Page last updated at 13:33 GMT, Tuesday, 16 September 2008 14:33 UK

Lib Dems: Day Three at-a-glance

By Justin Parkinson and Gavin Stamp
BBC News political reporters, in Bournemouth


Custom dictates that I should make some jokes at his [Prime Minister Gordon Brown's] expense. But I have already done enough of that. I am not a sadist. I have no wish to kick a twitching corpse.

Vince Cable, Treasury spokesman


Vince Cable's speech in full


McNally calls for Lib Dem unity

Tax was everywhere. Vince Cable was all over the media promoting his plans to cut the amount paid by low and middle earners. Despite the Treasury spokesman's near-messianic status among Lib Dem delegates, the debate was heated. Opponents portrayed the proposals - to be funded via Whitehall "efficiency savings" - as a means of cutting public services. The leadership was keen to emphasise that the policy was redistributive and that most of the money "saved" would be spent on other "priorities", such as better care for mental health patients, with the remainder going back to the public. The conference overwhelmingly backed the leadership, leaving the Lib Dems as the only one of the three main parties explicitly promising tax cuts.

Harris rejects tax-cutting agenda

A few years ago, the policy was to raise income tax to fund better public services. Mr Cable argues that times have changed, with Labour imposing too high a burden on taxpayers, and that Lib Dems must change too. But some here are not happy. Convincing disgruntled Lib Dem supporters and selling his plans to the wider public looks like leader Nick Clegg's biggest challenge in the lead-up to the next general election.


• Health spokesman Norman Lamb said there should be tax breaks for people who adopt healthy lifestyles.

• A motion calling for some court cases to be televised, so that justice can "be seen to be done", was defeated.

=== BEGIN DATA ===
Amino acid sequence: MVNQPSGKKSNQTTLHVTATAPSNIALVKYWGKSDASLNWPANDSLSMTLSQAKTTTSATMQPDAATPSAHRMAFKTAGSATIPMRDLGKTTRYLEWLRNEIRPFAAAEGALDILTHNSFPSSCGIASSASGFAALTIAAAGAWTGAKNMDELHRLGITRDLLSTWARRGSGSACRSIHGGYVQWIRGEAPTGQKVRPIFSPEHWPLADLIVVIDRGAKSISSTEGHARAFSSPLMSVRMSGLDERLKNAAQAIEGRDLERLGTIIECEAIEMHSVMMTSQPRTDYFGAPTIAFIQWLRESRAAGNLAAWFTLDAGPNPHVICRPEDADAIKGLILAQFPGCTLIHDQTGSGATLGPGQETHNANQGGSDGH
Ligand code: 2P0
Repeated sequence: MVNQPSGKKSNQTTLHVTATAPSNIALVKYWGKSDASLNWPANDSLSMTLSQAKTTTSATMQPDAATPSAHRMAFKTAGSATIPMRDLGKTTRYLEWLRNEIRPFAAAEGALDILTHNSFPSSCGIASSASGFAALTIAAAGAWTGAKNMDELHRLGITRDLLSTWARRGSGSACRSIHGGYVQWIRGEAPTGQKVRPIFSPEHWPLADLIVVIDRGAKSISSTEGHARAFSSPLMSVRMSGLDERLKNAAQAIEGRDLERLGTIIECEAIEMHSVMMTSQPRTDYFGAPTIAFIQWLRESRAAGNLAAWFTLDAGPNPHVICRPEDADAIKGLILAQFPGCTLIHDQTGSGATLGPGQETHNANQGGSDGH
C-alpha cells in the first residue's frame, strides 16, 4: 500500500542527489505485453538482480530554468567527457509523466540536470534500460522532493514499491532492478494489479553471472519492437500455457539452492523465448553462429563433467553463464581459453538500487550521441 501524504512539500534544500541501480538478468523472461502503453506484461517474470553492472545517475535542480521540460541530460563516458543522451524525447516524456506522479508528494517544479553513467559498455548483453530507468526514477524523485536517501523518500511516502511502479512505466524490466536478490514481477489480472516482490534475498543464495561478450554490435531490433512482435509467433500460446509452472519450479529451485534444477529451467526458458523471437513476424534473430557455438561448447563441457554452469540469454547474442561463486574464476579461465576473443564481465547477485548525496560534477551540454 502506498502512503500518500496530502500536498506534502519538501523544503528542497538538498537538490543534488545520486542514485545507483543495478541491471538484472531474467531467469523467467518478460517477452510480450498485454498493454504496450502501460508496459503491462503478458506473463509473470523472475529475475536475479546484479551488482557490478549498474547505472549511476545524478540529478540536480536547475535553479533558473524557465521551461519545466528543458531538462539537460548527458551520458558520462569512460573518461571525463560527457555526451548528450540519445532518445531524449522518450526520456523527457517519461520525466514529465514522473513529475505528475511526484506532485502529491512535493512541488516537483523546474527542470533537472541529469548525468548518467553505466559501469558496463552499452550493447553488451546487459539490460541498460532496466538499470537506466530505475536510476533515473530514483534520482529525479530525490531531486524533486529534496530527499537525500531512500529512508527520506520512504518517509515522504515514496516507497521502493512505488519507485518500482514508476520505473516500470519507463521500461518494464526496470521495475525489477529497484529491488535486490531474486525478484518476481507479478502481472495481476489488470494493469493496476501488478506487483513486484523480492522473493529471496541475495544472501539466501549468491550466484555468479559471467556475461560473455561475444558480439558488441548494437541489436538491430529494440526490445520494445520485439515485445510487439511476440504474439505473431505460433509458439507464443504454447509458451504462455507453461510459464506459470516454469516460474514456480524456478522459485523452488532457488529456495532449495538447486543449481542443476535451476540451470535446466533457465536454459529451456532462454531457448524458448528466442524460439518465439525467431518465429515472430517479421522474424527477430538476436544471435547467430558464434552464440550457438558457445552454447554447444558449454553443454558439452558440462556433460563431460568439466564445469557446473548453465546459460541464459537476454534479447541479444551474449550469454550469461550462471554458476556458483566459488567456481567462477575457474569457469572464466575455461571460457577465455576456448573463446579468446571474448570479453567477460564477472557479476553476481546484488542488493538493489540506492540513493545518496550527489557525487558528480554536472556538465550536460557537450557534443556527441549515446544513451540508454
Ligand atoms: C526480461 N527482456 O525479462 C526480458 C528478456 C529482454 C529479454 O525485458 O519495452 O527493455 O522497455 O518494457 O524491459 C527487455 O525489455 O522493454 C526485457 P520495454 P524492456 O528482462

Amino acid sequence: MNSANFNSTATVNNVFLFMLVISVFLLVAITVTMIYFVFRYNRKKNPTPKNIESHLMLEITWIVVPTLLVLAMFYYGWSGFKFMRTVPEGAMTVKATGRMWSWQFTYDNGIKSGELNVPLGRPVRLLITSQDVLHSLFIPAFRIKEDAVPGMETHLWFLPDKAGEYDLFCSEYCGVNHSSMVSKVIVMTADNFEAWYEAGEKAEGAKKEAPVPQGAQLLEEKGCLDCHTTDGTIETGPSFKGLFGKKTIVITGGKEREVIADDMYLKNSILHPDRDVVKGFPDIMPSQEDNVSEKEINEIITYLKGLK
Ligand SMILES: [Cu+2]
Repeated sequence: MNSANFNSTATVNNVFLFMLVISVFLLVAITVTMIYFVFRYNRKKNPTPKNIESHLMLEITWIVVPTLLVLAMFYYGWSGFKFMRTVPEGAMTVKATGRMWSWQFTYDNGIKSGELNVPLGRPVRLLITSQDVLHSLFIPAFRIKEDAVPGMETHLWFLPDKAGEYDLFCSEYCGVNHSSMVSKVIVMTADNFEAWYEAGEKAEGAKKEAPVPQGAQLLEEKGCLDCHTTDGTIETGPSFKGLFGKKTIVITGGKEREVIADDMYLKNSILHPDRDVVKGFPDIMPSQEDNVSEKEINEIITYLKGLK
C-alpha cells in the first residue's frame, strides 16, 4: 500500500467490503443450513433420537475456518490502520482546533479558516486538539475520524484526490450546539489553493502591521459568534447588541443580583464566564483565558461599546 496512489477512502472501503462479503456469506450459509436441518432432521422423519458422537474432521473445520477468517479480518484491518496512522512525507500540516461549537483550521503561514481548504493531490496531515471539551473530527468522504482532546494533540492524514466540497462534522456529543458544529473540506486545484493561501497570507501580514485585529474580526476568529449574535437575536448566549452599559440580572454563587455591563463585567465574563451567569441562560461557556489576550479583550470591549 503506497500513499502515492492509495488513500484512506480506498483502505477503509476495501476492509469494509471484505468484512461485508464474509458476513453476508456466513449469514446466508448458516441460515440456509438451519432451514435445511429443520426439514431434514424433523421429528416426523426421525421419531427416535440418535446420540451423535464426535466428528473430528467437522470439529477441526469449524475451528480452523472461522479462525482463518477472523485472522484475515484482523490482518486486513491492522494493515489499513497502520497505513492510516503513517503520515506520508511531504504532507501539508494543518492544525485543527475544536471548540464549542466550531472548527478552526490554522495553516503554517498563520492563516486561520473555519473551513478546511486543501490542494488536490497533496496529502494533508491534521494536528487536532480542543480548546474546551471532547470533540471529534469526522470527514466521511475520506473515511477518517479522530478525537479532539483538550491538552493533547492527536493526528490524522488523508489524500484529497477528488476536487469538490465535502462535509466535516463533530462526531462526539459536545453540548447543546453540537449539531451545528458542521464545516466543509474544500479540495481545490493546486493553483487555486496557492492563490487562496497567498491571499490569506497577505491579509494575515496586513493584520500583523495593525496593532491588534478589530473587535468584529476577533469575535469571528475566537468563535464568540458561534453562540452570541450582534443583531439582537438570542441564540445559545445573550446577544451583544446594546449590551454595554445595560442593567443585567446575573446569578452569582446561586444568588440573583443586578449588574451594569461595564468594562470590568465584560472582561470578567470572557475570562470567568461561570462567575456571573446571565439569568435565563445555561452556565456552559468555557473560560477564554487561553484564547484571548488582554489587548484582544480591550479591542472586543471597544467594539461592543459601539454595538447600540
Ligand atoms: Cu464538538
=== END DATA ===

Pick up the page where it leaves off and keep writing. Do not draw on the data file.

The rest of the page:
• Professor John Curtice of Strathclyde University warned that, if current poll ratings continued, the number of Lib Dem MPs would drop to 26 at the next election.

• The Lib Dems voted for the International Criminal Court to get powers to prosecute national leaders who persecute their populations.

• Delegates also criticised the government's plans to build "eco-towns", instead voting for construction to take place on brownfield sites wherever possible.

• Home affairs spokesman Chris Huhne said the party had the potential to make "serious gains" from Labour at the next election and that the Conservative "brand" would not stand up to the increased scrutiny. The Tories were "breathtakingly presumptuous" to adopt "fairness" as a value, he told a fringe meeting.

• Former leader Sir Menzies Campbell revealed he had had "sleepless nights" over the Lib Dems' outright opposition to the Iraq war.


Watch from Today At Conference


While some in the conference hall were finding it hard to digest the leadership's taxation plans, a young delegate-in-waiting was having no such problems. Party manifesto writer Danny Alexander revealed that his one-year-old daughter had "eaten" his copy of Make It Happen, the document laying out the blueprint for the Lib Dems' future. Well, it's a bit dry but it beats baby rice.


Giles Dilnot reports for The Daily Politics

Nick Clegg meets nine-month-old Francesca Drake

Nine-month-old Francesca Drake looks fascinated as Nick Clegg explains the minutiae of his party's tax policy.


After all the excitement over tax, on Tuesday the conference looks at how to deal with the mortgage crisis and the rising rate of home repossessions. Transport and European policy are the other main debates.

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